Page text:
Friday, February 17, 2017

This weekend, go bookmobiling with Bucks on the Bookshelf!

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It’s Bookmobile Week at Bucks on the Bookshelf! And not the creaky, lovable old WPA bookmobiles of the Depression and war years, meandering the back roads of the South, either.

Yes, host Steven Eisenstein is hitting the road with Julie Turner of Charleston, South Carolina-based Itinerant Literate Books, a mobile, pop-up bookstore whose she calls  “a community-oriented bookstore with a selection of new and used titles reflective of the community. We engage in knowledgeable bookselling that puts our readers first and abide by the values of respect, thoughtfulness, inclusivity, intellectual individuality, and community empowerment. Our goal is to hand-sell to each adult and child in our community his/her/their (new) favorite book” (they also have a Facebook page: go at once and Like!).

Turner and her co-venturer, Christen Thompson, saw a niche in the Charleston booksphere two years ago. Let City Paper pick up the story of

...a two-woman pop-up and mobile bookseller which will operate out of an Airstream trailer in the upper peninsula. It's the modern incarnation of the bookmobile: stylish, streamlined, and, we expect, endlessly Instagrammable. Currently, the new booksellers are exclusively doing pop-up events around town, but they plan to have their bookmobile up and running by the fall. Depending on when they open their doors, they'll be only the third or fourth commercial bookmobile in the country.

The women behind the Itinerant Literate are Christen Thompson and Julia Turner, two publishing professionals who hail from Atlanta. After graduating in 2012 from two different colleges in the Atlanta area — Thompson attended Agnes Scott College, while Turner went to Georgia Tech — both went on to the Denver Publishing Institute, an intensive four-week program at the University of Denver that gives students a crash course in the publishing industry. That's where they met and became friends, and after that, both wound up working at The History Press in Charleston (where they still work today).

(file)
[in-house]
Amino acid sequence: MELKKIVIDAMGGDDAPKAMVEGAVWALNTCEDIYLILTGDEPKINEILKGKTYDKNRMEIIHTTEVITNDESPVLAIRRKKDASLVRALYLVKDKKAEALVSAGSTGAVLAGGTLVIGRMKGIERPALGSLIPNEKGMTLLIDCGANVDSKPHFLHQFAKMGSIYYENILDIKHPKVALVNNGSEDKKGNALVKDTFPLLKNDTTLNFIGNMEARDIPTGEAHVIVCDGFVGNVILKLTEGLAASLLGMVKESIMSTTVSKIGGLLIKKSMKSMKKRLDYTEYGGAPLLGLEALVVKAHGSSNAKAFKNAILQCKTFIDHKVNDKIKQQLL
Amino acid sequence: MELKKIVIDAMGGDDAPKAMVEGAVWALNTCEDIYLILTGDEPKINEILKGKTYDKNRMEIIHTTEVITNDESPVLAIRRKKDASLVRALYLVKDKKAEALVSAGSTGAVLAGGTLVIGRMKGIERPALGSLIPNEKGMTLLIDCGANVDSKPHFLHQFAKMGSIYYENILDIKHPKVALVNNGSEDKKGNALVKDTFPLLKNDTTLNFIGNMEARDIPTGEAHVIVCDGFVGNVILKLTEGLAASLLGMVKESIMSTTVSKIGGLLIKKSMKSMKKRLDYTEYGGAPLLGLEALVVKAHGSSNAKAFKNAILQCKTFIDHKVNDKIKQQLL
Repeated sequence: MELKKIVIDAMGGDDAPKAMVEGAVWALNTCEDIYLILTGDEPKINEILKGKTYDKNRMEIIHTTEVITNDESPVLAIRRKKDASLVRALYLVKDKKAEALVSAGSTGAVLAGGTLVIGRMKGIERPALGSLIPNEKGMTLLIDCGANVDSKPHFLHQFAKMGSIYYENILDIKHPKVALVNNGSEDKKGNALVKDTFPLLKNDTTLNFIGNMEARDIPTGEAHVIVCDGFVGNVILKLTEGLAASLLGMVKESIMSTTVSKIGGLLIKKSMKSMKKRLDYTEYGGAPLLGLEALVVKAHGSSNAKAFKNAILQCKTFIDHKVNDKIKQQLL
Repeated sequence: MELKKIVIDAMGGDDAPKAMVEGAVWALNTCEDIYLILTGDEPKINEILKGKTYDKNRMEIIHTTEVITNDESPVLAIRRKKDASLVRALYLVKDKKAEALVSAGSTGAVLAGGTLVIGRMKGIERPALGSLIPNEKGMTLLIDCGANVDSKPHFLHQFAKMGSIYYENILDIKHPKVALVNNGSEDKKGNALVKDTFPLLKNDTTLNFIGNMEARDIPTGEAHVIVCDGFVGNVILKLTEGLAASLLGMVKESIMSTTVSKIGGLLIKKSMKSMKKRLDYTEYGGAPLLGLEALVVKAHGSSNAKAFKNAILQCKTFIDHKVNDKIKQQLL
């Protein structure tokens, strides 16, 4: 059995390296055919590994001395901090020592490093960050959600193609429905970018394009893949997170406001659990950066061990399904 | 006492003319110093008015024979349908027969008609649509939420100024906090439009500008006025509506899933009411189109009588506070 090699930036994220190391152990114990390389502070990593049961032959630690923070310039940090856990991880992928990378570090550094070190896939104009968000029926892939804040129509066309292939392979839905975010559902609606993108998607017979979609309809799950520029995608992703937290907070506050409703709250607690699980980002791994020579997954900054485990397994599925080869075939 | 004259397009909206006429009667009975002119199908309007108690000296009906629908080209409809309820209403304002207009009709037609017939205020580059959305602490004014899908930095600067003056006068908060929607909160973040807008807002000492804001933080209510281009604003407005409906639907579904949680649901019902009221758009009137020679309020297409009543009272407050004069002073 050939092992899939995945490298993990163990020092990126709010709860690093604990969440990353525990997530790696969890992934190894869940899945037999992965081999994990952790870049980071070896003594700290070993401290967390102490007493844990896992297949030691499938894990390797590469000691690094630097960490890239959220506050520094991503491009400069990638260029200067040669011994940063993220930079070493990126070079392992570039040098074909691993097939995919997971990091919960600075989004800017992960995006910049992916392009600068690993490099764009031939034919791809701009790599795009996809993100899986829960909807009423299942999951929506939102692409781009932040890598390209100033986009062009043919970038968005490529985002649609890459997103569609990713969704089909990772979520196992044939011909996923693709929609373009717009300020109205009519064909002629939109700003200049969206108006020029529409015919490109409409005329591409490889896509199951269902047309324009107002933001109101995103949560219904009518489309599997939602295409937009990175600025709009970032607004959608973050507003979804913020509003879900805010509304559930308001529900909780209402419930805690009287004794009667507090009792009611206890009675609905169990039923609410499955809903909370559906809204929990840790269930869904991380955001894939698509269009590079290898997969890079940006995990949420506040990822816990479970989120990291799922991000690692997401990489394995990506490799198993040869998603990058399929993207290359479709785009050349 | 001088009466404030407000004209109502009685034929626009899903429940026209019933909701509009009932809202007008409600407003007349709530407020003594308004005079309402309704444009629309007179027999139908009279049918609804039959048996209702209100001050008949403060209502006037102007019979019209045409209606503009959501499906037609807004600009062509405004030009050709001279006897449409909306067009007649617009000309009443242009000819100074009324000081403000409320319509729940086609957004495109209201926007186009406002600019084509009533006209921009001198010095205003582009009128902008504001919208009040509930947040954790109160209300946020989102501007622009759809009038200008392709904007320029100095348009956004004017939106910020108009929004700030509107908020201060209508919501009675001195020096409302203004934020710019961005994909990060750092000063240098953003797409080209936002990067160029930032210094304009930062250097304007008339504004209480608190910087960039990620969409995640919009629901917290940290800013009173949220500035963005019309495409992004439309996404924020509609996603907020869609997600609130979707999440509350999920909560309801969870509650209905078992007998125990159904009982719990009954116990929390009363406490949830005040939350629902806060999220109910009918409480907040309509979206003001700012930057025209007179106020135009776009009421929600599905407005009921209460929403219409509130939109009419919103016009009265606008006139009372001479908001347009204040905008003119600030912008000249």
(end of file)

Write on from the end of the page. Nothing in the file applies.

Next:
That's also where they hatched their bookstore idea — Thompson and Turner are book people to the core, with a deep love for not only books themselves, but also the business of books, from publishing to selling. Opening a bookstore was a kind of back-burner dream for both of them. "We'd had a conversation about opening a bookstore," Thompson says. "It happened weirdly naturally and slowly. It would be little things we'd see in Shelf Awareness [a leading e-newsletter for the book industry], or seeing these little ideas for really cool things bookstores were doing. We'd say, 'We wish there was a bookstore here doing that.'"

So they started keeping a Google doc of ideas for their fantasy bookstore, and over time it grew into a feasible plan. "I think at one time we were talking about a seven-year plan," Turner says. "Five seemed too short and 10 seemed too long."

But about six months ago, the duo decided to scrap the seven-year plan and start making their bookstore a reality. They attended the American Booksellers Association (ABA) Winter Institute, a yearly three-day conference for booksellers and ABA members. Before they left for Winter Institute, Thompson and Turner had brainstormed some options for how to get their store off the ground so that they'd be able to get feedback and advice from other booksellers at the conference. That's when they came up with the mobile concept. "We were like, 'How can we prove we're serious about this before we actually have a space? We thought about doing pop-up events, maybe having a trailer we could sell out of. Then we decided we should just do everything mobile — do a bookmobile," Turner says.